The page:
This chapter argues that the comparative institutionalist approach requires rethinking in the light of developments in the twenty-first century. The chapter emphasizes the following features of the new environment: first, the rise of the BRIC and the emerging economies; secondly, the changed international regime in which the US is increasingly less hegemonic; thirdly, the financial crisis of 2008 and its impact on the US and other economies; fourthly, the continued decline of the Chandlerian, Fordist form of organization. The chapter argues that this requires a greater emphasis on first, the interaction between actors and institutions; secondly, the diversity of forms of economic coordination and governance; and thirdly, the variety of forms of state in the current period and in particular the variable ways in which they relate to firms and economic development.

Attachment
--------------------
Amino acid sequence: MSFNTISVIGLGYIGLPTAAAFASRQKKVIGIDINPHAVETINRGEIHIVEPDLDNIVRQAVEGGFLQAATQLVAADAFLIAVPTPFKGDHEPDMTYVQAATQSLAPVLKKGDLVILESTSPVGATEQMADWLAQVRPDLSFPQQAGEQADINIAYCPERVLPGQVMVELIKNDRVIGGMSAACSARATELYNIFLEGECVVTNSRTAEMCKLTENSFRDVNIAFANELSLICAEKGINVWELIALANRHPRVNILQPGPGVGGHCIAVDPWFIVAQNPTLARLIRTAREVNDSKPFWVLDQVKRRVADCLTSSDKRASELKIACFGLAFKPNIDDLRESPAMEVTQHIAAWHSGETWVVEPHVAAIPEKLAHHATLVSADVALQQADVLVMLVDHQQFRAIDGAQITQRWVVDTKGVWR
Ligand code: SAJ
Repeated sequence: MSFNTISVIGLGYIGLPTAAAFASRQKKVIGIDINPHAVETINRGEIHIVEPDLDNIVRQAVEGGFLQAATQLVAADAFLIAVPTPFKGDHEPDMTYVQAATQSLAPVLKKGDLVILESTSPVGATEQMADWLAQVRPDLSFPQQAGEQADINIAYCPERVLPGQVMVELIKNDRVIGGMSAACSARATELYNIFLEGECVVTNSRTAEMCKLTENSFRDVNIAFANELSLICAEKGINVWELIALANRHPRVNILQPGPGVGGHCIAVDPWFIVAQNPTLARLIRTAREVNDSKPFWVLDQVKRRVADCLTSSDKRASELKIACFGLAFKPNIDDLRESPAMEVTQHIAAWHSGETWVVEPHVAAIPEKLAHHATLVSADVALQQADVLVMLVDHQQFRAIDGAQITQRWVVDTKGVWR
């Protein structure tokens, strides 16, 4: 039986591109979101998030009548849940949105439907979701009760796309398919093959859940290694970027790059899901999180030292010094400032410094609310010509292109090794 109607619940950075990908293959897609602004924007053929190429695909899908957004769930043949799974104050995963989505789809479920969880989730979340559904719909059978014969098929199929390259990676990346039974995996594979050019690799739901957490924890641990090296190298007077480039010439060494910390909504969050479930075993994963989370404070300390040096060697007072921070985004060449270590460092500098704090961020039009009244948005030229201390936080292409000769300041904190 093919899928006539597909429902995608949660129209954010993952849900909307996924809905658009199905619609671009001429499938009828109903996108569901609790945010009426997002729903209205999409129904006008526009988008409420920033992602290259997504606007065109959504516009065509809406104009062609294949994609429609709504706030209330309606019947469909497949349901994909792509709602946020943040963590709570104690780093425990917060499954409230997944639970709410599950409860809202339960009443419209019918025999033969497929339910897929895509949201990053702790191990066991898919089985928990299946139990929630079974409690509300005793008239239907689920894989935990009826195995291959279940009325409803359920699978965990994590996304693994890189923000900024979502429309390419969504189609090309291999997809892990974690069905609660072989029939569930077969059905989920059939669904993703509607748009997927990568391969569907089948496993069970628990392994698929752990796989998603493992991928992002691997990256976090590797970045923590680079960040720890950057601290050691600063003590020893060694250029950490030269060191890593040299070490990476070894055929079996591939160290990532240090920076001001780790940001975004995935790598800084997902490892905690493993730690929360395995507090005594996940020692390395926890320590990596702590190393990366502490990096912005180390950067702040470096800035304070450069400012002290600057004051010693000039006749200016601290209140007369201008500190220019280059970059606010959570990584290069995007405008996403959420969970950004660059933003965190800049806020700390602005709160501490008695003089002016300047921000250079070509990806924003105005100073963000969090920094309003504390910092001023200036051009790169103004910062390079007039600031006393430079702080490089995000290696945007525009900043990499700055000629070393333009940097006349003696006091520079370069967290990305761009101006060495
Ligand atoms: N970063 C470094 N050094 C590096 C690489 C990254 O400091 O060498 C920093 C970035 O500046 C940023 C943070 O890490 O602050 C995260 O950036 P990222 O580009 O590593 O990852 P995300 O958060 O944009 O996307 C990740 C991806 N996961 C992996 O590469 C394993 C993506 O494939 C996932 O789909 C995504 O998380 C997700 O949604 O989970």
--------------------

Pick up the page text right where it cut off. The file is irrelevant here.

|Title of host publication||Capitalisms and Capitalism in the Twenty-First Century|
|Editors||Glenn Morgan, Richard Whitney|
|Number of pages||33|
|Place of Publication||Oxford|
|Publisher||Oxford University Press|
|ISBN (Print)||9780199694761 , 0199694761|
|Publication status||Published - 2012|